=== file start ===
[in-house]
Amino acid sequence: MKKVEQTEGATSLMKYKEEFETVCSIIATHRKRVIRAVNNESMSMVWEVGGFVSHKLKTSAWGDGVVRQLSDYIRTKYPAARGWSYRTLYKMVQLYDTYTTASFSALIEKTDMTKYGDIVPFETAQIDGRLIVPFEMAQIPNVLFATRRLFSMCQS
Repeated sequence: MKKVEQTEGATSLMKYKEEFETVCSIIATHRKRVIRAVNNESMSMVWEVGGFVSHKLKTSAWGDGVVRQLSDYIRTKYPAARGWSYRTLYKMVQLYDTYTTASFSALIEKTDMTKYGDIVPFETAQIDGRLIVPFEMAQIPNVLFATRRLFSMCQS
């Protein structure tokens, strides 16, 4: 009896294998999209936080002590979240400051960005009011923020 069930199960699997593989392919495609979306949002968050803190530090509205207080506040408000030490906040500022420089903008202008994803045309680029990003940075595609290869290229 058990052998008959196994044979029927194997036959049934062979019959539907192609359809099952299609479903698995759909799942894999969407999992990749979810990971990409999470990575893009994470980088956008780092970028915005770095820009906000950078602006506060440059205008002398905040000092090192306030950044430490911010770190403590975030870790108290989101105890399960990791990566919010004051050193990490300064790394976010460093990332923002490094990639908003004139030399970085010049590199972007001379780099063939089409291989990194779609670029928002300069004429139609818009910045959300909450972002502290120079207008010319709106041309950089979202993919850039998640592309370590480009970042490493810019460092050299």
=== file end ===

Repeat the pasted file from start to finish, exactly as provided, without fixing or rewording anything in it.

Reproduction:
[in-house]
Amino acid sequence: MKKVEQTEGATSLMKYKEEFETVCSIIATHRKRVIRAVNNESMSMVWEVGGFVSHKLKTSAWGDGVVRQLSDYIRTKYPAARGWSYRTLYKMVQLYDTYTTASFSALIEKTDMTKYGDIVPFETAQIDGRLIVPFEMAQIPNVLFATRRLFSMCQS
Repeated sequence: MKKVEQTEGATSLMKYKEEFETVCSIIATHRKRVIRAVNNESMSMVWEVGGFVSHKLKTSAWGDGVVRQLSDYIRTKYPAARGWSYRTLYKMVQLYDTYTTASFSALIEKTDMTKYGDIVPFETAQIDGRLIVPFEMAQIPNVLFATRRLFSMCQS
């Protein structure tokens, strides 16, 4: 009896294998999209936080002590979240400051960005009011923020 069930199960699997593989392919495609979306949002968050803190530090509205207080506040408000030490906040500022420089903008202008994803045309680029990003940075595609290869290229 058990052998008959196994044979029927194997036959049934062979019959539907192609359809099952299609479903698995759909799942894999969407999992990749979810990971990409999470990575893009994470980088956008780092970028915005770095820009906000950078602006506060440059205008002398905040000092090192306030950044430490911010770190403590975030870790108290989101105890399960990791990566919010004051050193990490300064790394976010460093990332923002490094990639908003004139030399970085010049590199972007001379780099063939089409291989990194779609670029928002300069004429139609818009910045959300909450972002502290120079207008010319709106041309950089979202993919850039998640592309370590480009970042490493810019460092050299």